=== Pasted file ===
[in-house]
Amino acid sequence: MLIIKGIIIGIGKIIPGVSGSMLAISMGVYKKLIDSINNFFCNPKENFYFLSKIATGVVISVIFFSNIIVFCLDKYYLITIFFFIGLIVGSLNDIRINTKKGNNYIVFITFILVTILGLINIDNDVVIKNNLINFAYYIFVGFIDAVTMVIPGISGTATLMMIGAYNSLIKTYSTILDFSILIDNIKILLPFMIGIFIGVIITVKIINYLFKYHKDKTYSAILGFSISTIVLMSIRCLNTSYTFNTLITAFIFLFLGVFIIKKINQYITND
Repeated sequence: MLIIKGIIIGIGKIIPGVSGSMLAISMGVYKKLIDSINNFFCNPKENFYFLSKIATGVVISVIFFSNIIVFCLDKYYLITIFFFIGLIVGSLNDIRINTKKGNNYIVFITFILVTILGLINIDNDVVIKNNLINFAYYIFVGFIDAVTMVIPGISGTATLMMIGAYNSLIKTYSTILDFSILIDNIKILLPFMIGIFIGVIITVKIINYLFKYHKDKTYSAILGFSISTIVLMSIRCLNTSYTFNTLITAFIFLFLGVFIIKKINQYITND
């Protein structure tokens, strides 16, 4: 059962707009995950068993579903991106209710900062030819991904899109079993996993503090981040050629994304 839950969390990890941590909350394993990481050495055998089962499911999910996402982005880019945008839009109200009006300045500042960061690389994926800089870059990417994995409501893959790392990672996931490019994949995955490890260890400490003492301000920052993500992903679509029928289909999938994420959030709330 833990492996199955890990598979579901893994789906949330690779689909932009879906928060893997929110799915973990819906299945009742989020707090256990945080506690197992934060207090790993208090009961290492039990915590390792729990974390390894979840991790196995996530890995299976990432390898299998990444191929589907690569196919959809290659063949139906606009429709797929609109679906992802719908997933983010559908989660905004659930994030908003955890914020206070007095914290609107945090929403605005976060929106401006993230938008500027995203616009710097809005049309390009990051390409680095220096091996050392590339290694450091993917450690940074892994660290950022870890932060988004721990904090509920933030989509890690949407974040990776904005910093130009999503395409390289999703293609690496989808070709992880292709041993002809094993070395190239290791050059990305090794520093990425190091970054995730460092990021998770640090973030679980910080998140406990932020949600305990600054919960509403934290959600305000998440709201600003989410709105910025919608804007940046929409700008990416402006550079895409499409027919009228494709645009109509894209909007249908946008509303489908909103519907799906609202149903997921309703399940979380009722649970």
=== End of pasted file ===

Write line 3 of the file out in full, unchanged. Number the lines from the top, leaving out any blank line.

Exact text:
Repeated sequence: MLIIKGIIIGIGKIIPGVSGSMLAISMGVYKKLIDSINNFFCNPKENFYFLSKIATGVVISVIFFSNIIVFCLDKYYLITIFFFIGLIVGSLNDIRINTKKGNNYIVFITFILVTILGLINIDNDVVIKNNLINFAYYIFVGFIDAVTMVIPGISGTATLMMIGAYNSLIKTYSTILDFSILIDNIKILLPFMIGIFIGVIITVKIINYLFKYHKDKTYSAILGFSISTIVLMSIRCLNTSYTFNTLITAFIFLFLGVFIIKKINQYITND